Business developments, water quality, safety, and regional partnerships dominated Toledo Mayor Paula Hicks-Hudson’s second state of the city address Thursday — a speech she used to set the pace for 2017, when she is likely to face fierce competition for re-election.
The mayor touted economic growth and continued to laud Toledo as a “21st century city” during her second state of city address, which was before about 250 people at One SeaGate and those watching via a live Internet stream.
Mayor Paula Hicks-Hudson delivers the Toledo State of the City Address before about 250 people at One SeaGate and those watching via a live Internet stream.
“I am happy to report our city is improving steadily,” she said. “Progress is being made in the hustle and bustle downtown, commercial and industrial activities, and the participation of citizens throughout our neighborhoods. ... With the help of the business community, our brothers and sisters in the labor, the faith-based, and nonprofits communities, Toledo is moving forward to become a 21st century city.”
The mayor made one definitive declaration she had not yet publicly announced — the city will not give up ownership of the Collins Park Water Treatment Plant, which is at the center of the regional water debate.
“Toledo has repeatedly used our water to help create jobs in Northwest Ohio and come to the aid of our neighbors by providing water in emergencies; we literally helped grow the entire region; we will continue to work with TMACOG, but let me be clear, the city of Toledo will continue to own our water system,” she said.
Mayor Hicks-Hudson said any new arrangement concerning a regional water district would acknowledge “Toledo’s past and present contribution to creating this incredible asset.”
Toledo and its nine water customers have been mulling a plan for regional water but have not answered the question of how such a system would be governed. Representatives from Toledo, Maumee, Perrysburg, Sylvania, Fulton County, Lucas County, Monroe County, Whitehouse, Waterville, and the Northwestern Water and Sewer District voted Wednesday at the Toledo Metropolitan Area Council of Governments regional water planning committee to look into forming a regional water district under state law that would be governed by an appointed board.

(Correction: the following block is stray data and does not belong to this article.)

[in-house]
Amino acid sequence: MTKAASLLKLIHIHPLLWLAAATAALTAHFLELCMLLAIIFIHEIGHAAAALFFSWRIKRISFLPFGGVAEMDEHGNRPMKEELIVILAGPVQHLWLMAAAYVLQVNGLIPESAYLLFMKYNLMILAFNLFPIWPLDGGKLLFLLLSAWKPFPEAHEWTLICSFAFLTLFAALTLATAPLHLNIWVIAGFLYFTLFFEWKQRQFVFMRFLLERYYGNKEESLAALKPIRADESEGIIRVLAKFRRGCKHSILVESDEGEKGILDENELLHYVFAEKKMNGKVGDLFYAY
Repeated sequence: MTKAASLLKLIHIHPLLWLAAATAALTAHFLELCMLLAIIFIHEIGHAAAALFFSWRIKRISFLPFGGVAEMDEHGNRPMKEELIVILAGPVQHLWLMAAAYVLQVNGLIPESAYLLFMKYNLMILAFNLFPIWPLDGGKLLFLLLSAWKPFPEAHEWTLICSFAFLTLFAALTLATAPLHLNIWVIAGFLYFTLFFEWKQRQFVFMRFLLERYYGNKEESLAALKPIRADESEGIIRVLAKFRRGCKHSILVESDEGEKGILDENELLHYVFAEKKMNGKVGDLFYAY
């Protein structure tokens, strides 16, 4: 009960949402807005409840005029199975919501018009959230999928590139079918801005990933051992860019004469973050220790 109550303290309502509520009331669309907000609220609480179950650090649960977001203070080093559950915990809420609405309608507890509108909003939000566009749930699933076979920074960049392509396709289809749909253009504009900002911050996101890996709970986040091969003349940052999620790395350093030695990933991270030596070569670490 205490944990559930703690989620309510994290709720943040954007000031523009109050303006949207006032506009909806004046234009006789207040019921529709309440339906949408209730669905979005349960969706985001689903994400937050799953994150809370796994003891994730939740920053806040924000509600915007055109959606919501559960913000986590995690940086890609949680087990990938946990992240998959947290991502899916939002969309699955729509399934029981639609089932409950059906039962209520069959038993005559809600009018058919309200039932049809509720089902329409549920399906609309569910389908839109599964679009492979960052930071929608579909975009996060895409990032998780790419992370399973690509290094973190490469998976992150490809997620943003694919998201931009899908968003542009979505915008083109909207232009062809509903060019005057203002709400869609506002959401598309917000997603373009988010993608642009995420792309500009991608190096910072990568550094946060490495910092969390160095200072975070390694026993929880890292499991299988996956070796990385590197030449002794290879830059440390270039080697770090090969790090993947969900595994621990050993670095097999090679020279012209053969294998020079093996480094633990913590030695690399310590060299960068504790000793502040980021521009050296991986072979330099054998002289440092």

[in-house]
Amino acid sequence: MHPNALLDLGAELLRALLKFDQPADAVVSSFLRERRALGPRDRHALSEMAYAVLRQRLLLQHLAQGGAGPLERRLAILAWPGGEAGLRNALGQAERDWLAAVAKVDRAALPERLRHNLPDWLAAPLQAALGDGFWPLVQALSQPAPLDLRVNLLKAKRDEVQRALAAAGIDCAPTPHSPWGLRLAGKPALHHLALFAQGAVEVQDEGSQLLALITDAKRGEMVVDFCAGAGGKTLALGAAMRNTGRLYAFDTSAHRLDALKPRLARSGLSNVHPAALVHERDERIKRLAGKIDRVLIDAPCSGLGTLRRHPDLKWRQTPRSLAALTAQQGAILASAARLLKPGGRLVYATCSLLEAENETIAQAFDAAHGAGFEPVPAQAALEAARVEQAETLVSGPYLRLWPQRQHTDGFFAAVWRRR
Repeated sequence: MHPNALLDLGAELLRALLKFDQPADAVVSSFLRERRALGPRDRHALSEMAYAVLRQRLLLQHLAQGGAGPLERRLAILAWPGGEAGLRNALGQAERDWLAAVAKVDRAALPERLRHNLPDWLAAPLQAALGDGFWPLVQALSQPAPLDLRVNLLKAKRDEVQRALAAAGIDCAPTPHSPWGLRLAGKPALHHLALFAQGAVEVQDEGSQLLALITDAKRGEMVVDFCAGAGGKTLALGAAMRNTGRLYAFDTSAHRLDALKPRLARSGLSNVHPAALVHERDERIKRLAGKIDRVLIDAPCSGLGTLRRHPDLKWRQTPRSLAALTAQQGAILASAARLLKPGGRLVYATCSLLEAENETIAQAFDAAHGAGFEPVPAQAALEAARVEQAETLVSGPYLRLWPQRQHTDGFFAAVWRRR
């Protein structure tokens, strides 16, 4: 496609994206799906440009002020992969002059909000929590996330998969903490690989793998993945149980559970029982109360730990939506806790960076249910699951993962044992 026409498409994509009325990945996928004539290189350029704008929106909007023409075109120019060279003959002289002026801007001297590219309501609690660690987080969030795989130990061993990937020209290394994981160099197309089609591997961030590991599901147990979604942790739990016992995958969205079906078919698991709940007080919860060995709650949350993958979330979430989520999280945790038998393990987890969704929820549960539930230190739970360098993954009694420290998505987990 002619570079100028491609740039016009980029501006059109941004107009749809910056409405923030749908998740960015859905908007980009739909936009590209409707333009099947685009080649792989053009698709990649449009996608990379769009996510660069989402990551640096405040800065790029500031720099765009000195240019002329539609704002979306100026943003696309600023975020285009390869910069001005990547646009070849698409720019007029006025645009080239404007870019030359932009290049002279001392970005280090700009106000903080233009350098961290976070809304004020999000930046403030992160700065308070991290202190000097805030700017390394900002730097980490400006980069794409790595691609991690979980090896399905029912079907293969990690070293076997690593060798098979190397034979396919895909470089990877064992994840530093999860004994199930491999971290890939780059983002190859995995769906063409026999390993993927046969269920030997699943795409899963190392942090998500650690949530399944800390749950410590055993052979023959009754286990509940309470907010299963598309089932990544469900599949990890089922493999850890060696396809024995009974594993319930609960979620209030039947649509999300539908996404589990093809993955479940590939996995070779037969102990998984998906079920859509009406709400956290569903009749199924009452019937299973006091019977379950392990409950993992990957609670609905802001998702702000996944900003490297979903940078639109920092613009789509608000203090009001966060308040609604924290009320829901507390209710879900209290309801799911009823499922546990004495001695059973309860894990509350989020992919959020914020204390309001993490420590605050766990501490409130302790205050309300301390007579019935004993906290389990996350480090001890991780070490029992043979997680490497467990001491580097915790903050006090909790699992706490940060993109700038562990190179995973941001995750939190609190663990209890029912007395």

Observers Thursday praised the mayor’s remarks and said her comment about Collins Park would not scuttle plans for a regional water district.
Lucas County Commissioner Carol Contrada after the speech said there are “many possibilities that meet the need of all contract communities.”
“There are lots of ways for the suburbs to be stakeholders,” added Councilman Peter Ujvagi.
Councilman Tom Waniewski, a Republican, said the city has to work closely with the suburban communities.
“That thorn in the side of many has to be addressed,” Mr. Waniewski said.
Mayor Hicks-Hudson also addressed the city’s efforts on Toledo’s water source.
“The Clean Water Act needs to be strengthened to allow for the direct regulation of nonpoint sources of nutrient pollution,” she said. “These are the major contributors of nutrients into Lake Erie. I have called on President Trump to issue an executive order for coordinated federal oversight of Lake Erie and I renew that call today.”
Also Thursday, the mayor said she will focus on rebuilding neighborhoods.
There were 465 “blighted, abandoned structures demolished in conjunction with the Lucas County Land Bank” last year, she said.
“In 2017, I have directed our neighborhood and economic departments to also focus on rebuilding, through rehabilitation, our housing stock and our neighborhoods,” she said. “We just announced funding available for eligible homeowners to have their roofs repaired so they can stay in their homes.”
The city plans to use $100,000 of federal Community Development Block Grant money to replace about 10 roofs for income-eligible homeowners.
Mayor Hicks-Hudson promised to be vigilant about controlling costs this year and touted her proposed 2017 budget, which she said was nearly flat in spending over last year, and the fact that she found money to repave 14.6 lane miles or residential roads plus add new police officers and firefighters who will be hired later this year.
“We hired police and fire classes in 2016,” she said. “These new recruits kept our numbers stable for our highly-trained police and fire and rescue personnel; new police and fire classes are also budgeted in 2017.”
She acknowledged there has been violence in the city and “senseless” shootings, but stressed that crime is down.
“Although we have experienced too many tragedies in our city, preliminary numbers for 2016 show a 9 percent decrease in crime statistics from 2015,” she said.
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